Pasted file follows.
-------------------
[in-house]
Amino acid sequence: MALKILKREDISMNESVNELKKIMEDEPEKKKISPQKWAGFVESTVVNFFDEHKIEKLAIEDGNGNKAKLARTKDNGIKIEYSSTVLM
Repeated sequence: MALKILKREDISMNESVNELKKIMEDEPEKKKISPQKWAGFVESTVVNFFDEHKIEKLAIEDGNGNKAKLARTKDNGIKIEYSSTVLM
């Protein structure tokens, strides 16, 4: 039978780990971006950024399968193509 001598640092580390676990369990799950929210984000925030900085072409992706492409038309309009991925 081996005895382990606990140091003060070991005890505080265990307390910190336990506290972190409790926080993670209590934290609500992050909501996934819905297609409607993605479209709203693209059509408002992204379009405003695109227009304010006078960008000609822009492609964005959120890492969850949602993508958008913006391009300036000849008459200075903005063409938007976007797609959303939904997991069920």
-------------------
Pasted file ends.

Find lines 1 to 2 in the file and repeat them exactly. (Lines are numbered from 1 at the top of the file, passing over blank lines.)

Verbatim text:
[in-house]
Amino acid sequence: MALKILKREDISMNESVNELKKIMEDEPEKKKISPQKWAGFVESTVVNFFDEHKIEKLAIEDGNGNKAKLARTKDNGIKIEYSSTVLM